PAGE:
None of the terebinth-supplemented groups produced eggs with detectable differences in quality relative to the unsupplemented control. Egg breaking strength and HU were also unchanged throughout the trial (P >0.05). The yolk colour scores for the groups that were supplemented with 4% and 5% terebinth differed at the end of study, with the score for the 4% group being significantly greater that the score for the 5% group (Table 5). However, the scores for both groups did not differ from the intermediate scores that were achieved by the groups that were supplemented with less terebinth or from the unsupplemented control. Similarly, some studies have shown no effects from plant seed meal supplementation on egg quality parameters except for egg yolk colour (Christaki et al., 2011; Bayram et al., 2007; Bulbul & Ulutas, 2015), while other studies have asserted that the addition of herbs and plant products has no effect on egg quality (Nichol & Steiner, 2008; Navid et al., 2014).

Chemical analysis of blood provides a sensitive tool for judging the effect of any feedstuff or additives on the health status of poultry and for diagnosis. Blood serves as the mainstream index for evaluating the overall physiological, nutritional and pathological status (Oleforuh-Okoleh et al., 2015). In this study, the serological results (Table 6) indicated no difference in the serum constituents that were associated with the level of supplementation with terebinth (P >0.05). However, some studies indicated a decrease in cholesterol level of the blood of broilers fed with various plants products (Lanksy, 1993; Ghazalah & Ali, 2008; Alimohamadi et al., 2014; Boka et al., 2014). Paraskeuas et al. (2017) concluded that herbal additives improved plasma triglyceride levels and produced more favourable meat cholesterol levels. Contrary to these findings, other scientists found no effect of herbal supplementation on serum cholesterol, TP, HDL, LDL and glucose levels (Soltan et al., 2008; Mansoub, 2011; Christaki et al., 2011). Abdel-Wareth et al. (2013) also observed that serum calcium, phosphorus, glucose and alkaline phosphatase were unaltered in laying hens fed with herbal products.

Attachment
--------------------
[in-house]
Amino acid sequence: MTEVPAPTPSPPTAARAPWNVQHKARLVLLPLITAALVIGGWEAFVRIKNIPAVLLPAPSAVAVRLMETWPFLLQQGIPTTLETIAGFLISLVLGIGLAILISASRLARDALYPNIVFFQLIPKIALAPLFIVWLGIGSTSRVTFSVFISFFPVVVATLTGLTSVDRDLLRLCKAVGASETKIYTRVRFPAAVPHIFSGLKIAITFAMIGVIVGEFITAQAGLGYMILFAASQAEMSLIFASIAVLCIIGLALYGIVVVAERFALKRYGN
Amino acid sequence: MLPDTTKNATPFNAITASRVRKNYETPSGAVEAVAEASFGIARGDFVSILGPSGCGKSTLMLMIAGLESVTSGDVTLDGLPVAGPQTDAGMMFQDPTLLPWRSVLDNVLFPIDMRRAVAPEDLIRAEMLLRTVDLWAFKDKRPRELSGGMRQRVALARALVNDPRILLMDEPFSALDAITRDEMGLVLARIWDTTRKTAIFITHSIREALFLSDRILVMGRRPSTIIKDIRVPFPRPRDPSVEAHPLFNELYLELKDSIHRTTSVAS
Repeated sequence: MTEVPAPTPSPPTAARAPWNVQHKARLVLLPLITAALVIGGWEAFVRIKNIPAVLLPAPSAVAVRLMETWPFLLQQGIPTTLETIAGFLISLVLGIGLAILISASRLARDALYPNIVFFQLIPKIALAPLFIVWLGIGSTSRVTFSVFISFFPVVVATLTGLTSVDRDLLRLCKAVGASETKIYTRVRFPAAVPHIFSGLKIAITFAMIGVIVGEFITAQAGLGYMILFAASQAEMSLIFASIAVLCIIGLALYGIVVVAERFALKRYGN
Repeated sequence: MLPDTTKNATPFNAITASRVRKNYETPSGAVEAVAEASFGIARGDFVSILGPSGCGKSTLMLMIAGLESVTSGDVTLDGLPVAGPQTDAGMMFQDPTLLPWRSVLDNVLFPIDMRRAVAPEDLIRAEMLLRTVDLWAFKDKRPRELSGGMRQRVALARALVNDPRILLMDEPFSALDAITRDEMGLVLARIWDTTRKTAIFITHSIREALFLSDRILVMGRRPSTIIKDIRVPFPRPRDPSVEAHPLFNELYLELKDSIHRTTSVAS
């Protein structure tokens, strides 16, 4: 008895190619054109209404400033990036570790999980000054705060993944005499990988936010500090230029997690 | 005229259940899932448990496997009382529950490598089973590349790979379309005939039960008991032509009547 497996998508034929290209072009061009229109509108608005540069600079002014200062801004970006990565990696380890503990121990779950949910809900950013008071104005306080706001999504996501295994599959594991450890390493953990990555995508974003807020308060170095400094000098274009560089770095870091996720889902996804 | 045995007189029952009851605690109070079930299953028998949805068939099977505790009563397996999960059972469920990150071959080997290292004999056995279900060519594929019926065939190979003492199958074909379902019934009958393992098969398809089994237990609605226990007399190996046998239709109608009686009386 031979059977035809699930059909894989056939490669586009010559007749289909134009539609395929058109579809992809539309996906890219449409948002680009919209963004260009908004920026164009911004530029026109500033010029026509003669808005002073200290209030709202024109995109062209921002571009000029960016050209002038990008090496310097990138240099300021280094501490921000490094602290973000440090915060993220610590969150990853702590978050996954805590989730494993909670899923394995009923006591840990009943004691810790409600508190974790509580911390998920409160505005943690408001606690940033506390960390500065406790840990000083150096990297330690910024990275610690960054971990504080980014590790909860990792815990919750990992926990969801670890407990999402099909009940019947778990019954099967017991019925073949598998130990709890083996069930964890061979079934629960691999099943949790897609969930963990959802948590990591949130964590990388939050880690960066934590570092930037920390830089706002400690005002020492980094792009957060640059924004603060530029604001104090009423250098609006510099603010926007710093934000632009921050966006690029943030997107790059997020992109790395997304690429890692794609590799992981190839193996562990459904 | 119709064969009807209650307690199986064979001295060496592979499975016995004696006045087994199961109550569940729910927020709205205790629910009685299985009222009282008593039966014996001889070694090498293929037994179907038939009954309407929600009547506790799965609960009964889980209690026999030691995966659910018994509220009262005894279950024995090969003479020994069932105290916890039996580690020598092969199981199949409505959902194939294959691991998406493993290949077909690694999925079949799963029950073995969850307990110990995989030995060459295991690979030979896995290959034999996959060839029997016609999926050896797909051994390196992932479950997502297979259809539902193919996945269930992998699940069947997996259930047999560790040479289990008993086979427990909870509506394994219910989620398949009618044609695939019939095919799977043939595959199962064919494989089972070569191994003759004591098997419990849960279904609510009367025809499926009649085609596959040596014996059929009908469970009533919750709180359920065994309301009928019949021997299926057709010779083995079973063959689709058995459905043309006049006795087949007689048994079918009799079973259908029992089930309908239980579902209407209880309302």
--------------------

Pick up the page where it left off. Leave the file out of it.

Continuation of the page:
Total antioxidant capacity, TOS and OSI also remained unaffected after supplementing the diet of laying hens with terebinth seed meal (Table 7). Some researchers reported that plants and herbal products improved immunity, mitigated stress, and increased antioxidant activity (Allen et al., 1998; Agarwal, 1999; Diwanay et al., 2004; Wheeler, 1994; Ziauddin et al., 1996). Both TAC and TOS contribute to the overall health status of the animals and are indicative of their physiological status (Bulbul & Ulutas, 2015).

The haematology analyses revealed no differences that were associated with the level of terebinth supplementation with the exception of haemoglobin (Table 8). Similar to the above studies, the present study found the inclusion of various levels of Pistacia terebinthus in the diet of laying hens produced no adverse effect or sudden changes in the blood profile.



Terebinth apparently has no adverse effects on the blood chemistry or oxidant-antioxidant status of poultry. Thus, it can be used safely. Because supplementation of the diet of laying hens with terebinth seed meal improved egg production, it has potential for use as an alternative non-conventional feed resource in poultry farming.



This study was supported by Scientific Research Projects Coordination Unit of Afyon Kocatepe University (Project Number 16.KARIYER.94).

Authors' Contributions

ISC and IB conceived the idea, AI; HS and UO conducted the trial and collected the samples; CU performed analysis; EEG and AR analysed the data and wrote the article.

Conflict of Interest Declaration

Authors declared there was no conflict of interest regarding this article.



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Received 6 March 2019
Accepted 5 December 2019
First published online 16 February 2020